Elon Musk said Twitter had “four months to live” when he bought the platform and insisted it needed to cut costs to save it from bankruptcy.
The billionaire owner has confirmed that around 80% of his staff have been made redundant since he took over the helm.
In an extensive interview with the BBC at Twitter’s San Francisco headquarters, Musk said the social media platform was “spending money like it was old-fashioned” before stepping in.
Asked whether his approach to firing staff members was “casual and indifferent,” Mr Musk replied: “I wouldn’t say it was indifferent.
“The problem is that the company will go bankrupt if we don’t cut costs immediately.
“This is not a thoughtful and indifferent situation. If the whole ship sinks, then no one will have a job.
There was a US$3 billion “negative cash flow situation”, he said, which left Twitter with “four months to live”.
As a result, thousands of employees across the company have been laid off since it bought the platform for US$44bn (£35.7bn) in October.
There are now around 1,500 staff members, up from just under 8,000 when Mr. Musk took over, the boss confirmed.
The Tesla and SpaceX chief has been criticized for cutting half of the company’s full-time staff in a week, ending remote work and setting an ultimatum for remaining staff to accept longer, more intense work patterns or if he went away.
It also led to fears that the platform might find it difficult to survive with the small maintenance team and available engineers.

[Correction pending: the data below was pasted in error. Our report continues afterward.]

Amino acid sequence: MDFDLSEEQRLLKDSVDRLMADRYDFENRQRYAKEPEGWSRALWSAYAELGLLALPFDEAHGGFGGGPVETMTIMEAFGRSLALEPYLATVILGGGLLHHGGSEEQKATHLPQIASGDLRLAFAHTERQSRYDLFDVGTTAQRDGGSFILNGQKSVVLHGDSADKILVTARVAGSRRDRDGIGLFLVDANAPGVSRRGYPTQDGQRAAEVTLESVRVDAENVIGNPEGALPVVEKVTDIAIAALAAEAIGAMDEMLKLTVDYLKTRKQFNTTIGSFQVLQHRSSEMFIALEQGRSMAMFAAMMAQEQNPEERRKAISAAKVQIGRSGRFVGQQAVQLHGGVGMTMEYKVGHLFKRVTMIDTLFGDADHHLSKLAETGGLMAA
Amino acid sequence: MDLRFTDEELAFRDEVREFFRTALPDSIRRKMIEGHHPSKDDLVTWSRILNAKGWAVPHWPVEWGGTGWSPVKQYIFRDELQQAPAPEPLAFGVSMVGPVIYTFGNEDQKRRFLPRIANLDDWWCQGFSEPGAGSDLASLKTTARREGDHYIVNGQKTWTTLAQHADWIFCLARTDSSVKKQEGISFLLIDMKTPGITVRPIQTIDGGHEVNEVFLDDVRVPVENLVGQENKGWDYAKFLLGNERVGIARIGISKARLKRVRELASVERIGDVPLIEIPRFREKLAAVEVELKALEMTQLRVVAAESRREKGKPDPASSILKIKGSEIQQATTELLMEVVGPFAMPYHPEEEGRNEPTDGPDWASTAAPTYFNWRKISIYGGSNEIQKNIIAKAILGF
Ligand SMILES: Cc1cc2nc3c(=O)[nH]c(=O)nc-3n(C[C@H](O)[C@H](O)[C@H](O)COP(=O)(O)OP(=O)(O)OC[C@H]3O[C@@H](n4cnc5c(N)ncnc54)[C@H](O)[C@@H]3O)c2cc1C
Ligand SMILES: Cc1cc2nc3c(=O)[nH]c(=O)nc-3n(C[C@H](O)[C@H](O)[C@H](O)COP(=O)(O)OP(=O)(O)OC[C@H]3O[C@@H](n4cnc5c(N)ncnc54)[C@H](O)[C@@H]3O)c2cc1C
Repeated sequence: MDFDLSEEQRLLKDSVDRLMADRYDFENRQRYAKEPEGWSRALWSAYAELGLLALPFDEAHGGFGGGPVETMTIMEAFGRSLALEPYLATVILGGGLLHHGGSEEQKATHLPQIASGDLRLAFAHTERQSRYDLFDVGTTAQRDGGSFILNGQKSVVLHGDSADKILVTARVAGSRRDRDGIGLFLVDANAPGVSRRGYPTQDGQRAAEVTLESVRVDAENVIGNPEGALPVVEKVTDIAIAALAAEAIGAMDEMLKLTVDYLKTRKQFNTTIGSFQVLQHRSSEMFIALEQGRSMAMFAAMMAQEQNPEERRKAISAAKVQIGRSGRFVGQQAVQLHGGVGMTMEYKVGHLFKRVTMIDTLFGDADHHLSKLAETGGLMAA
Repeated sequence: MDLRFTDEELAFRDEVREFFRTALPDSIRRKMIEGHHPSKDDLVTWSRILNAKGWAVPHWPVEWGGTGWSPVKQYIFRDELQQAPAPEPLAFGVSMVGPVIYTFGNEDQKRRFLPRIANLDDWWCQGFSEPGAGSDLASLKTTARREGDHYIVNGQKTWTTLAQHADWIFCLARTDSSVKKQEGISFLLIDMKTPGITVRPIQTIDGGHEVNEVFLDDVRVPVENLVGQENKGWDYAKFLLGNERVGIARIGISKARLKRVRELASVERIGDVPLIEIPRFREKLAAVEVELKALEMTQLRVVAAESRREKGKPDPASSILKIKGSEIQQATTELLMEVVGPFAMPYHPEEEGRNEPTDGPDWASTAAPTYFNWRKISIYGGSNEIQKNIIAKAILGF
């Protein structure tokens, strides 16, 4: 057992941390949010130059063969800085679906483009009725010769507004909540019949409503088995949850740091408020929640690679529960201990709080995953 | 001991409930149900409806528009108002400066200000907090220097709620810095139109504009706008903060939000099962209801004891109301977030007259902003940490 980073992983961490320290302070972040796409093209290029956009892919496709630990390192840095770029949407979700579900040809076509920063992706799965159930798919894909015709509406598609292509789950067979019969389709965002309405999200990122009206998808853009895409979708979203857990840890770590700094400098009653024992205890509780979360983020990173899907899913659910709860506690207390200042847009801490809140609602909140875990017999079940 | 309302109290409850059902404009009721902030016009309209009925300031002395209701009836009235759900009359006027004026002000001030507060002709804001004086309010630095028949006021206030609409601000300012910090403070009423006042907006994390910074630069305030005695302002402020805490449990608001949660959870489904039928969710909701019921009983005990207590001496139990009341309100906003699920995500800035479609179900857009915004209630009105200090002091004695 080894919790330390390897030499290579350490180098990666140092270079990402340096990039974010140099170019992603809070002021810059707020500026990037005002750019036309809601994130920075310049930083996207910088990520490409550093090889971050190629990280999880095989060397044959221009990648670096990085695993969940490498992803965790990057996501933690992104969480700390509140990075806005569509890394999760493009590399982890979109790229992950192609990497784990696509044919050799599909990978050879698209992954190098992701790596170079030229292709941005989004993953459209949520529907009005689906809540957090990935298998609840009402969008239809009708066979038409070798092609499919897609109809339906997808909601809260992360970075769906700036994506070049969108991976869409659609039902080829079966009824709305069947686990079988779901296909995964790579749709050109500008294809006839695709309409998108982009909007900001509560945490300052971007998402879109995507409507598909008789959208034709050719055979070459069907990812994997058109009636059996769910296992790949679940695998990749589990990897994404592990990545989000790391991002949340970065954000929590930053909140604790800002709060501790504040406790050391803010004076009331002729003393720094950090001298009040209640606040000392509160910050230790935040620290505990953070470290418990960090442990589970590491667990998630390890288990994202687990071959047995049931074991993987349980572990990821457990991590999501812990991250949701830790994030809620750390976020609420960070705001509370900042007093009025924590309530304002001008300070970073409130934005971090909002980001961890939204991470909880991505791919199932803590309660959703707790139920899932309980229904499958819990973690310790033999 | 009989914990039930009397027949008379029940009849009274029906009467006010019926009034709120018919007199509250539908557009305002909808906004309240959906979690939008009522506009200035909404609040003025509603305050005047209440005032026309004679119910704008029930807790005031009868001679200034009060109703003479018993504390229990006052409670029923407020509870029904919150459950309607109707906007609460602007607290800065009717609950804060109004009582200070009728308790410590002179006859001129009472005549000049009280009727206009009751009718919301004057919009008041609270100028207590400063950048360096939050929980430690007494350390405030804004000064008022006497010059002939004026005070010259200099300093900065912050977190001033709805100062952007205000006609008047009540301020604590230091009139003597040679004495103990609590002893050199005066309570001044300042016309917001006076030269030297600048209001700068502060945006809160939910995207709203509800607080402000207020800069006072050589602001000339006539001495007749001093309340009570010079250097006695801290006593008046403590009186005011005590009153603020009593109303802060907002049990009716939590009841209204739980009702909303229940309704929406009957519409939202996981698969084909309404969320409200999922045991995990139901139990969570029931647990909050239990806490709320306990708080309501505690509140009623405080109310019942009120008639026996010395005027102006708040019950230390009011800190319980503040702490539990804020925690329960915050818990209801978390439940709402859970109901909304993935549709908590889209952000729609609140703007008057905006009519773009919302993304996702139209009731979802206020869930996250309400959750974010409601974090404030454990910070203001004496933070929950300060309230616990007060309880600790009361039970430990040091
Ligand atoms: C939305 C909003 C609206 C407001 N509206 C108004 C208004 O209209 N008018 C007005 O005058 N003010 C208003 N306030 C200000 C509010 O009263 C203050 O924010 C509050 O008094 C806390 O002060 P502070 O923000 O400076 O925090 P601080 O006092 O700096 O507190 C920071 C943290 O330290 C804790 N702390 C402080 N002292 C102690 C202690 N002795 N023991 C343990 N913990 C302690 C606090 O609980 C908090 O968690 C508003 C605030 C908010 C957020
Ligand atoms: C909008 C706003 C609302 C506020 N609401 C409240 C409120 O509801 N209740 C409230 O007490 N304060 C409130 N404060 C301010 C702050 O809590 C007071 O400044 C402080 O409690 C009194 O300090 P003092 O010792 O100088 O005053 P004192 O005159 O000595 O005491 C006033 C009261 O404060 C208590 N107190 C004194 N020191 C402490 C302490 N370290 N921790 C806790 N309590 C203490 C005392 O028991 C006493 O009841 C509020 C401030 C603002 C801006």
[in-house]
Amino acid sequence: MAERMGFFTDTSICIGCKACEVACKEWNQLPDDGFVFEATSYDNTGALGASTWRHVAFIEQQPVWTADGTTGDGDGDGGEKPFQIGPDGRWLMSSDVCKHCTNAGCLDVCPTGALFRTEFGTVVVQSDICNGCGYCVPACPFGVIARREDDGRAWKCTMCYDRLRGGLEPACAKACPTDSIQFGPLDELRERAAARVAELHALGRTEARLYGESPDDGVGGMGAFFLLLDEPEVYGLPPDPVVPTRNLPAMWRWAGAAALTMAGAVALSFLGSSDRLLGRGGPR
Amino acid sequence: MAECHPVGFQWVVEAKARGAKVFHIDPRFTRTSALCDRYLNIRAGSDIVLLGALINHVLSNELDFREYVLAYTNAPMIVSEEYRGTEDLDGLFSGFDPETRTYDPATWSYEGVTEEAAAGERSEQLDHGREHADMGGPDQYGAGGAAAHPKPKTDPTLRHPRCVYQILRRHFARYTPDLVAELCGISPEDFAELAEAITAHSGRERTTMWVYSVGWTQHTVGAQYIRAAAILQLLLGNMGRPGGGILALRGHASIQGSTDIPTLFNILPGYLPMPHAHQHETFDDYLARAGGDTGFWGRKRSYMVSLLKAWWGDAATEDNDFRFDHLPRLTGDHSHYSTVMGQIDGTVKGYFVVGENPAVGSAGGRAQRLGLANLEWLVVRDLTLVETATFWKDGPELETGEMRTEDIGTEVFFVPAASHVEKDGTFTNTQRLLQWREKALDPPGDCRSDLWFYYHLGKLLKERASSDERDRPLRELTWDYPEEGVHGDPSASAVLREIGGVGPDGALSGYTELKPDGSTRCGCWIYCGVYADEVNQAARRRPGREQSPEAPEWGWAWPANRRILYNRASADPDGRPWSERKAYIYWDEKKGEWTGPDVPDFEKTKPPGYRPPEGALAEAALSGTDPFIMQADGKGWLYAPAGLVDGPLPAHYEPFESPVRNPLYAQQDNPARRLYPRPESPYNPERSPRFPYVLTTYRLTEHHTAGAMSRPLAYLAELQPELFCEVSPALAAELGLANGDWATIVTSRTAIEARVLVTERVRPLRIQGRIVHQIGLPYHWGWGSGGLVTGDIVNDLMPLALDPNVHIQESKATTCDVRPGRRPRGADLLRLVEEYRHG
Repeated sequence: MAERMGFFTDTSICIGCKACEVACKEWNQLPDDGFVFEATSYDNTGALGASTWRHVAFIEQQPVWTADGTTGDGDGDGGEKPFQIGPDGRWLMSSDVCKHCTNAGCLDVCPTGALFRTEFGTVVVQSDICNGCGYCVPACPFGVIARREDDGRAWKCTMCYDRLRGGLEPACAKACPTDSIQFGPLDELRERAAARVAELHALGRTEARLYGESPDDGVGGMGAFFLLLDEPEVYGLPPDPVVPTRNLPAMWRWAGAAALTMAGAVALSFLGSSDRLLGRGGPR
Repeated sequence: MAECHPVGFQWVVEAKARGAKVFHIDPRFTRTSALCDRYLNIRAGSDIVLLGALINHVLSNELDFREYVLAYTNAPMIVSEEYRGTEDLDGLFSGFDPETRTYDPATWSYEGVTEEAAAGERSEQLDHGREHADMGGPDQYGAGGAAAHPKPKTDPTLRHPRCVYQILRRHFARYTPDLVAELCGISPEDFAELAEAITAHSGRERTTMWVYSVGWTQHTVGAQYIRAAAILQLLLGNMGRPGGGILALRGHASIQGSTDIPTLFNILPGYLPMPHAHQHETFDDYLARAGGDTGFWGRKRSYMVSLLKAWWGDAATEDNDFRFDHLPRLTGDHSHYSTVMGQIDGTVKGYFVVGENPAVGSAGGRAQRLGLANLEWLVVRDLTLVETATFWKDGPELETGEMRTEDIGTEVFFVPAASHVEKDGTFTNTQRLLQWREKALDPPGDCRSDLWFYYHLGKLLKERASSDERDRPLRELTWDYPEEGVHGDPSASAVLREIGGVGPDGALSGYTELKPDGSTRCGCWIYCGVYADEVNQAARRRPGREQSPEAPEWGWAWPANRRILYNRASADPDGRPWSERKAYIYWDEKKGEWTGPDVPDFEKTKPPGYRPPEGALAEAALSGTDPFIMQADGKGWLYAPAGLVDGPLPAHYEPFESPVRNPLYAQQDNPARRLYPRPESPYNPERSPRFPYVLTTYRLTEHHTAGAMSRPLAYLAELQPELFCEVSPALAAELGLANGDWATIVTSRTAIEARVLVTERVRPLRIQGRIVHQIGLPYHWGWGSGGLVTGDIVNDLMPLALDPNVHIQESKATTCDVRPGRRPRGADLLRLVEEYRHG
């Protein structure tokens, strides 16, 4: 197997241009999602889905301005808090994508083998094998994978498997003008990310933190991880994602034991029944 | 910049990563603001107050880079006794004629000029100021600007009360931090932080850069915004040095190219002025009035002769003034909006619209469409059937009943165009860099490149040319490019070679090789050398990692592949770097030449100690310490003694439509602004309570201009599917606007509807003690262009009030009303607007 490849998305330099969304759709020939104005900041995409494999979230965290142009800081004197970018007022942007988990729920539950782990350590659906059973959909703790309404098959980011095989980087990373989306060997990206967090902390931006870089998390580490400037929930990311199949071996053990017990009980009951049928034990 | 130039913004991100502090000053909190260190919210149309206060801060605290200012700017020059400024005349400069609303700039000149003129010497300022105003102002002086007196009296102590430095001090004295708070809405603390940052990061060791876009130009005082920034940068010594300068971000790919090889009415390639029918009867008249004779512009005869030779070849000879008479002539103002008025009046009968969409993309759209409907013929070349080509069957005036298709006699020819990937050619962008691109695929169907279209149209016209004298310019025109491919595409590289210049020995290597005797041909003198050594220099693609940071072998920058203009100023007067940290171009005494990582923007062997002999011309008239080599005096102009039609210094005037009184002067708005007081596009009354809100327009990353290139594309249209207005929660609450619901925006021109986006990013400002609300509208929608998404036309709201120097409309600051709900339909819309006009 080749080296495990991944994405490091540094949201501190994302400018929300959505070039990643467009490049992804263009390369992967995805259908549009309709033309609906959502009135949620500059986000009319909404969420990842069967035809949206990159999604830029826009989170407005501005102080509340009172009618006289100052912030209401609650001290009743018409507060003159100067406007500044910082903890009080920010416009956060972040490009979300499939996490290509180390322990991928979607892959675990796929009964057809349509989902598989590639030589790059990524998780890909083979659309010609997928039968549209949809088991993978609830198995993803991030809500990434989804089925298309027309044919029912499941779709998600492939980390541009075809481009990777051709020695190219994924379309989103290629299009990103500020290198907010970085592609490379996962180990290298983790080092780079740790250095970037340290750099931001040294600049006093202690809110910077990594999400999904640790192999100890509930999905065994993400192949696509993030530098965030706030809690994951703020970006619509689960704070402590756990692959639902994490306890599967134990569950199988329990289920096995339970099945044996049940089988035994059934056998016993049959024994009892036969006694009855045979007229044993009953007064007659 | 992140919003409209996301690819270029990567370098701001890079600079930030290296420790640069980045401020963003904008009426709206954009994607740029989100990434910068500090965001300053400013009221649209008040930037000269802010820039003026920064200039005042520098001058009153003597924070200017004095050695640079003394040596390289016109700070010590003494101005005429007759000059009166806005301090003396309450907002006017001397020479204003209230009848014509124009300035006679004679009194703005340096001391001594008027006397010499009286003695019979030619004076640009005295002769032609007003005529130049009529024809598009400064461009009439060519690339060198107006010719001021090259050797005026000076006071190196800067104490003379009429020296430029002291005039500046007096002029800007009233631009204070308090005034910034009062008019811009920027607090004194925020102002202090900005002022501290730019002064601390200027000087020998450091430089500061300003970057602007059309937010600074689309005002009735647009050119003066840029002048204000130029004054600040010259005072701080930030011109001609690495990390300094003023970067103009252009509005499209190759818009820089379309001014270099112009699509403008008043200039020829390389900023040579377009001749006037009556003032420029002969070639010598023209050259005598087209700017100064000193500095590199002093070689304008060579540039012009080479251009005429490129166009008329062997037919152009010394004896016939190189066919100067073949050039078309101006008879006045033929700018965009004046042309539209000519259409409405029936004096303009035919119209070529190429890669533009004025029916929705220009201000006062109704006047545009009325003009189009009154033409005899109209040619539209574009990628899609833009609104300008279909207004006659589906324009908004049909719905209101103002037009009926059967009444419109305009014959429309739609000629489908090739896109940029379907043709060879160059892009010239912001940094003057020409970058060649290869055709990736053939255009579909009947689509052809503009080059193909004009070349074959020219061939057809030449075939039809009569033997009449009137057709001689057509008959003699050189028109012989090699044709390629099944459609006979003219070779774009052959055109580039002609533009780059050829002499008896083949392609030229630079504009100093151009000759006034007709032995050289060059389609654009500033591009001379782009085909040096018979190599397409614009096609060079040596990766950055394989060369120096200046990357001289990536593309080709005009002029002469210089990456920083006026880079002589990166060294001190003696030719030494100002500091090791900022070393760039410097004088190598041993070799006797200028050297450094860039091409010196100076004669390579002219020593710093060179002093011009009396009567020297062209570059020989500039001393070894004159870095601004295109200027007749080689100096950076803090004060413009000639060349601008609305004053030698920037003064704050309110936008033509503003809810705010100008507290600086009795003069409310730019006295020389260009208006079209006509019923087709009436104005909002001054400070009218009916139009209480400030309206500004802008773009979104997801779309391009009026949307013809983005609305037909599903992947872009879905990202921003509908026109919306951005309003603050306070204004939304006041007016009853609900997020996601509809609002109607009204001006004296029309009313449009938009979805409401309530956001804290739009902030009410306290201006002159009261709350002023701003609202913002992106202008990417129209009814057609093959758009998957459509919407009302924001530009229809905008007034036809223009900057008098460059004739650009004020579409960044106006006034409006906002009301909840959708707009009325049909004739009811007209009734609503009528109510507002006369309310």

Mr. Musk admitted on Wednesday that the shutdown of one of Twitter’s service centers had proved “quite catastrophic” as it resulted in the platform losing much of its functionality.
But he said Twitter was now “roughly breaking even” and could be profitable again soon.
He added: “Depending on how things play out, if current trends continue, I think we could be profitable or, to be more specific, positive cash flow this quarter if things continue to go well.
“I think almost all advertisers are back or said they will. There are very few exceptions.
After his takeover of the platform, many advertisers stopped working with the site over concerns about Musk’s approach to content and moderation.
He also revealed that the old blue checkmarks will finally be removed within the next week.
Musk said last month that legacy-verified Twitter users would have their blue ticks removed from the service on April 1, unless they pay an US$8 (£6.40) monthly fee for his Twitter Blue subscription operation.
As a result, thousands of high-profile users of the platform have been prepared to lose their check marks, which can help verify their identities and distinguish them from imposters.
But the old blue mints have remained in place beyond their original April 1 deadline.
Musk also said the social media site would update the BBC’s “government-funded media” tag after the broadcaster objected to the label.
The BBC reached out to Twitter last week after the designation was attached to the main @BBC account.